S.C. Mathur, J.
1. Messers Agarwal Industries, the petitioner, is a firm registered with the Registrar of Firms and Societies. U. P., Lucknow. The Firm has filed the instant two petitions. In the earlier petition the firm alone is the petitioner while m the latter along with the Firm its partners have also been impleaded as petitioners 2 to 7. In both the petitions the petitioner is aggrieved by the provision relating to the assumed percentage of recovery of rice from paddy contained in the U. P. Rice & Paddy (Levy) and Regulation of Trade) Order, 1981, for short Levy Order, issued under the provisions of the Essential Commodities Act, 1955 The petitioner's case is that the percentage has been fixed arbitrarily without taking relevant factors into account. It is the further case of the petitioner that since the percentage of rice recovery has been wrongly fixed, the statutory price of levy rice is also not sustainable. In consequence the petitioner has prayed in the earlier writ petition for the quashing of the relevant sub-clause of Clause 8 of the Levy Order through which the percentage of assumed recovery has been fixed as 68%, and of the notification dated 16-11-1981 through which the price of levy rice has been fixed as; 182.80 per quintal for the season 1981-82. Certain ancillary reliefs have also been claimed. In the latter writ petition the former prayer remains the same but the latter prayer has been substituted with the prayer for quashing of the notification dated 30-11-1982. Annexure no. 4. through which statutory price of levy rice for the season 1982-83 has been fixed as Rs. 193.20 per quintal. Both the petitions have arisen in the circumstances hereinafter indicated.
2. The petitioner firm holds a licence under the Rice Milling Industry Regulation Act No. XXI of 1958. It has a milling unit at Hardoi. The petitioner purchases paddy and converts the same into rice. Paddy as well as rice have been notified as Essential Commodities under the Essential Commodities Act, 1955, for short Act. In exercise of the power conferred under Section 3 read with Section 5 of the Act, the State Government issued the Levy Order mentioned above. Sub-clause (d) of Clause 2 of this Order defines the 'Lincensed Miller' as the owner or other person incharge of a rice mill holding licence under the Rice Milling Industry (Regulation) Act, 1958, Sub-clause (1) of Clause 3 requires every licensed miller to sell to the State Government at the notified price the quantity of rice prescribed in this sub-clause. The quantity prescribed is 40% of every variety rice, except scented variety, produced or manufactured in his mill every day. in the case of the districts of Bahraich, Gonda. Pratapgarh, Faizabad Sultanpur and Allahabad, and in the divisions of Gorakhpur and Varanasi. for the rest of the State the percentage is 60%. This 40% and 60% has to be calculated on the basis that the recovery of rice from paddy has been as prescribed in Sub-clause (8). This sub-clause prescribes different percentage for different varieties of rice, Under the 3rd proviso to this sub-clause it is competent for the Controller to accept reduced percentage of levy. But this he cannot do arbitrarily. There are two conditions to be fulfilled. The first is that he must be satisfied that the percentage of recovery was less than the prescribed percentage and the second is that he must pass a reasoned order while accepting the reduced percentage of levy.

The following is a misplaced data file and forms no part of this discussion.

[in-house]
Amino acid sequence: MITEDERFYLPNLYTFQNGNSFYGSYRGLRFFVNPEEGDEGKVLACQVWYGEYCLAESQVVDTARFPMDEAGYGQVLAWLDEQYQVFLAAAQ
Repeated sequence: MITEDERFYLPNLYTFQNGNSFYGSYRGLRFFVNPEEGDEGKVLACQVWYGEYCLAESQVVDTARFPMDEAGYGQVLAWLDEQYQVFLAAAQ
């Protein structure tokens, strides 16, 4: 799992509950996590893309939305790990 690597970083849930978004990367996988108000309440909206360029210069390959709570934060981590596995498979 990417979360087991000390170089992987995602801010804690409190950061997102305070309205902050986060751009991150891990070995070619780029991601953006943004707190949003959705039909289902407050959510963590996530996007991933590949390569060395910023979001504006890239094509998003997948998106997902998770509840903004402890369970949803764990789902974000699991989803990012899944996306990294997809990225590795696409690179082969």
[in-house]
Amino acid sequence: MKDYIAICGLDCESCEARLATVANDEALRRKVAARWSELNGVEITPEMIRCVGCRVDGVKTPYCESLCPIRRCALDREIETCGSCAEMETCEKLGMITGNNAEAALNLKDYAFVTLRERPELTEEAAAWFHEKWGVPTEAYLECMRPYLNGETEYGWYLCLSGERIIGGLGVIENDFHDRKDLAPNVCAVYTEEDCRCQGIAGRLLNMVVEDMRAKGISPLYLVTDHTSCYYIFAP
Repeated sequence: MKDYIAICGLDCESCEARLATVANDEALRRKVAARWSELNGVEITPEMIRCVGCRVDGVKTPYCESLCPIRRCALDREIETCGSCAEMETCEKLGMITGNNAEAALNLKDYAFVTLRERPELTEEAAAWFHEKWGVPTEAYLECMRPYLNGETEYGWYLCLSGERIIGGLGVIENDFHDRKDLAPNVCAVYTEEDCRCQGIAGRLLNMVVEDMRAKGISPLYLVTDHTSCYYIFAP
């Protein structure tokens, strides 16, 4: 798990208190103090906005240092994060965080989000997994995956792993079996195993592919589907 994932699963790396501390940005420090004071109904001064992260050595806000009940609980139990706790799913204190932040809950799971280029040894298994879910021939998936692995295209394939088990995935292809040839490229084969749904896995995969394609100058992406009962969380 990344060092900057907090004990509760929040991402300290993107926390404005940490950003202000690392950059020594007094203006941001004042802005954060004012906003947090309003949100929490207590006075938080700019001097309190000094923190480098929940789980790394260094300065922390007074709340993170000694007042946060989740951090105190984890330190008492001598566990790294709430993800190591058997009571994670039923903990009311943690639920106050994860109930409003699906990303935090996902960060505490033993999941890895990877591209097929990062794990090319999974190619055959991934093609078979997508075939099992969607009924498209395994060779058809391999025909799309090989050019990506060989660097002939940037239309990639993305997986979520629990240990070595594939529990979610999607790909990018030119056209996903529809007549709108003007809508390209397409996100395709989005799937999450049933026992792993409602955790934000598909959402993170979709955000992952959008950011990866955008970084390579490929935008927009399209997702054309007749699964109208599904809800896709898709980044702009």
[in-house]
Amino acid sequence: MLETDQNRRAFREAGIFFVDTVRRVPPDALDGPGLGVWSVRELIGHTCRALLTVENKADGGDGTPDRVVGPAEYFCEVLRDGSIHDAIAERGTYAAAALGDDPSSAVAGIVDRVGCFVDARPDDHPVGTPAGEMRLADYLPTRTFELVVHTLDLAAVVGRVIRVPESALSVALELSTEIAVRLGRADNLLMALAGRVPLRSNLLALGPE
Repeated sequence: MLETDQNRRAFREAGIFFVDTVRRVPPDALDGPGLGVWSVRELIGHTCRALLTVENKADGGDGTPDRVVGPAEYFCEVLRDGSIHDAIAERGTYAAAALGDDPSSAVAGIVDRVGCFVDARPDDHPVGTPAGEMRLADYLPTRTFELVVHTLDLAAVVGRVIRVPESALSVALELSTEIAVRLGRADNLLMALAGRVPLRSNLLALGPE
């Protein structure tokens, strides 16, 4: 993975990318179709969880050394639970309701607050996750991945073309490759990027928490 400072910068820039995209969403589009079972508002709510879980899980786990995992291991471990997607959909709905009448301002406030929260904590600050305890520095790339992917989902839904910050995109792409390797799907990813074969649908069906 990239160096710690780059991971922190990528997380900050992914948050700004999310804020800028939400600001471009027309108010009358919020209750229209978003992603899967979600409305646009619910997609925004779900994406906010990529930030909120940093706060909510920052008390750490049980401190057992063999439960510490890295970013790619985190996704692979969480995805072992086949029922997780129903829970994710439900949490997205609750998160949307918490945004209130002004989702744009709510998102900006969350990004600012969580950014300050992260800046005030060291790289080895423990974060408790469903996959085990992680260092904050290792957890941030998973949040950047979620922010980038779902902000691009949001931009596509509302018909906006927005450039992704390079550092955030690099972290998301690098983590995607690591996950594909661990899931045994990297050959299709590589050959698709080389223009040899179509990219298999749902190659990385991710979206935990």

3. Then come the provisions regarding the price which a miller is entitled to receive for the rice which he has so sold to the State Government. Under Sub-clause (1) of Clause 3 the price is to be notified by the State Government. Clause 7 says that for the rice delivered as levy, payment shall be made at the notified price in accordance with the specifications to be notified by the State Government from time to time. Clause 8 deals with adjustment in notified price and settlement of quality disputes. According to Sub-clause (1) the notified price would be for the fair average quality and it shall be subject to the deductions specified in the notifications. Sub-clauses (2) and (3) deal with the determination of the quality of rice, settlement of disputes relating to quality and adjustment of price.